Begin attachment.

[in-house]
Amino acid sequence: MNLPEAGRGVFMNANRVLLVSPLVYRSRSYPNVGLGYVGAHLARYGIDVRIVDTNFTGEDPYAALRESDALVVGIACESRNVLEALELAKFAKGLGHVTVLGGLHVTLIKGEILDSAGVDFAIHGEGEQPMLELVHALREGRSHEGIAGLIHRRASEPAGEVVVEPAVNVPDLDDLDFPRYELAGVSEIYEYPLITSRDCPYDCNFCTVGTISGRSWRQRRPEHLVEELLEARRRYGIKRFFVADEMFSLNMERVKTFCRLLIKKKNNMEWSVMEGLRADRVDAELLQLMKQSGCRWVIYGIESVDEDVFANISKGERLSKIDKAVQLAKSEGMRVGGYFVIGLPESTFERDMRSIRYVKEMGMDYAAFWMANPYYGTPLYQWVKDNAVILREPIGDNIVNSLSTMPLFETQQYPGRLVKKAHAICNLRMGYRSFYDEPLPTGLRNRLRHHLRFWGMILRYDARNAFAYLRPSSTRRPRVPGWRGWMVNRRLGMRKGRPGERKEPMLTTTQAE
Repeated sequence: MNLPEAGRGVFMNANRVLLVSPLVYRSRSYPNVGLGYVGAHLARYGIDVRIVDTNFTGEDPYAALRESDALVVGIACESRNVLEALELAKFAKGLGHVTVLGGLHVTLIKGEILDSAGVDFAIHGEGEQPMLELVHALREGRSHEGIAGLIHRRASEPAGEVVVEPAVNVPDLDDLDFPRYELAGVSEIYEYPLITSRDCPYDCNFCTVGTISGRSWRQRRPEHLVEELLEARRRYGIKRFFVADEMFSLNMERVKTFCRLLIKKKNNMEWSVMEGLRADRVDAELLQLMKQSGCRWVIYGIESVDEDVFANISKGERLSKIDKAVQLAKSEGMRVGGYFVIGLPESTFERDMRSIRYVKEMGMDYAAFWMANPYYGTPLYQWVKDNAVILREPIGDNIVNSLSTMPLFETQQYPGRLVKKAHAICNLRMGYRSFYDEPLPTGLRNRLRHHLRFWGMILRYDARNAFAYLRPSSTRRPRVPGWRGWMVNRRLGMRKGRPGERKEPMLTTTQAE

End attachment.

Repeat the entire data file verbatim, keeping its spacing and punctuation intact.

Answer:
[in-house]
Amino acid sequence: MNLPEAGRGVFMNANRVLLVSPLVYRSRSYPNVGLGYVGAHLARYGIDVRIVDTNFTGEDPYAALRESDALVVGIACESRNVLEALELAKFAKGLGHVTVLGGLHVTLIKGEILDSAGVDFAIHGEGEQPMLELVHALREGRSHEGIAGLIHRRASEPAGEVVVEPAVNVPDLDDLDFPRYELAGVSEIYEYPLITSRDCPYDCNFCTVGTISGRSWRQRRPEHLVEELLEARRRYGIKRFFVADEMFSLNMERVKTFCRLLIKKKNNMEWSVMEGLRADRVDAELLQLMKQSGCRWVIYGIESVDEDVFANISKGERLSKIDKAVQLAKSEGMRVGGYFVIGLPESTFERDMRSIRYVKEMGMDYAAFWMANPYYGTPLYQWVKDNAVILREPIGDNIVNSLSTMPLFETQQYPGRLVKKAHAICNLRMGYRSFYDEPLPTGLRNRLRHHLRFWGMILRYDARNAFAYLRPSSTRRPRVPGWRGWMVNRRLGMRKGRPGERKEPMLTTTQAE
Repeated sequence: MNLPEAGRGVFMNANRVLLVSPLVYRSRSYPNVGLGYVGAHLARYGIDVRIVDTNFTGEDPYAALRESDALVVGIACESRNVLEALELAKFAKGLGHVTVLGGLHVTLIKGEILDSAGVDFAIHGEGEQPMLELVHALREGRSHEGIAGLIHRRASEPAGEVVVEPAVNVPDLDDLDFPRYELAGVSEIYEYPLITSRDCPYDCNFCTVGTISGRSWRQRRPEHLVEELLEARRRYGIKRFFVADEMFSLNMERVKTFCRLLIKKKNNMEWSVMEGLRADRVDAELLQLMKQSGCRWVIYGIESVDEDVFANISKGERLSKIDKAVQLAKSEGMRVGGYFVIGLPESTFERDMRSIRYVKEMGMDYAAFWMANPYYGTPLYQWVKDNAVILREPIGDNIVNSLSTMPLFETQQYPGRLVKKAHAICNLRMGYRSFYDEPLPTGLRNRLRHHLRFWGMILRYDARNAFAYLRPSSTRRPRVPGWRGWMVNRRLGMRKGRPGERKEPMLTTTQAE